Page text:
Tuesday, June 26, 2007

Read This And Reap

Calling It The Way She Sees It - And She Calls It Right

By David Miranda

I just finished reading Julie Roehm's article, Signs Its Time To Fire Your CMO, and I highly recommend that all marketers (and non-marketers) do the same.

What companies, large and small, need to understand is that great marketing is done by those who challenge the comfort zone of the status quo; those that market like insurgents rather than incumbents; those who understand that there is a significant difference between those wanting to succeed and those not being afraid to fail.

Julie refers to The Coca-Cola Company's former CMO, the legendary Sergio Zyman. He was and remains a marketing insurgent. Now a successful consultant and author, Sergio's nickname, during his tenures at Coke, by friends and foes alike, as the Ayacola for his brash, yet innovative marketing prowess. Take a read of his first book, "The End Of Marketing As We Know It". His mantra was and is that "marketing is about selling more stuff, to more people, more often to make more money." On his watch as CMO, The Coca-Cola Company generated record sales and profits. Coke has changed marketing executives several times since his departure, but has not been able to achieve the same level of success.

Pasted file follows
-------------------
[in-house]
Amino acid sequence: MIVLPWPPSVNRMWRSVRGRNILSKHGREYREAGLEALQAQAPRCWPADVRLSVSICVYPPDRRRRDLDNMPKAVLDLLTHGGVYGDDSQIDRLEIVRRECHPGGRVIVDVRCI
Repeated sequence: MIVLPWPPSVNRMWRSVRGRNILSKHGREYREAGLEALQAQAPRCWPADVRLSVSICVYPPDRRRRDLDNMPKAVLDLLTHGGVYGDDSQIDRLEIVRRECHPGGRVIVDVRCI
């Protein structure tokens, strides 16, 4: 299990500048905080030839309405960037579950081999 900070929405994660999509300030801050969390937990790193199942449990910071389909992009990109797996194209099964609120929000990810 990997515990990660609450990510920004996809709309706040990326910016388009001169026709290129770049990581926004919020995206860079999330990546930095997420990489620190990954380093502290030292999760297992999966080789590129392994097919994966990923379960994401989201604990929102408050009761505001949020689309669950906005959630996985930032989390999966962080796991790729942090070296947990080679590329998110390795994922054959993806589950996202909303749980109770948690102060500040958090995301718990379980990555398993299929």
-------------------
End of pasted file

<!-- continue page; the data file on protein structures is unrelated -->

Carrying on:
Perhaps the Board of The Coca-Cola Company (and others) should read Julie's article. Perhaps they could learn a thing or two.

Borrowing from Coke's old tag line - Julie's "the real thing".

Keep it real. Thanks, Julie!

Thursday, June 7, 2007

Bob Dylan - "The Times They Are A Changing" But It's Not Easy Going

Gandhi Didn't Expect Hugs And Kisses, Neither Should You

By David Miranda

To those of you that aspire to change the status quo, and you know who you are, don't be discouraged when you face the head wind of resistance. Nothing worthwhile comes without passion, sacrifice and perseverance. You have two choices in life - give in to the pressure of the status quo or fight for what you believe in. We just witnessed a remarkable political season where "change" was the mantra of both campaigns.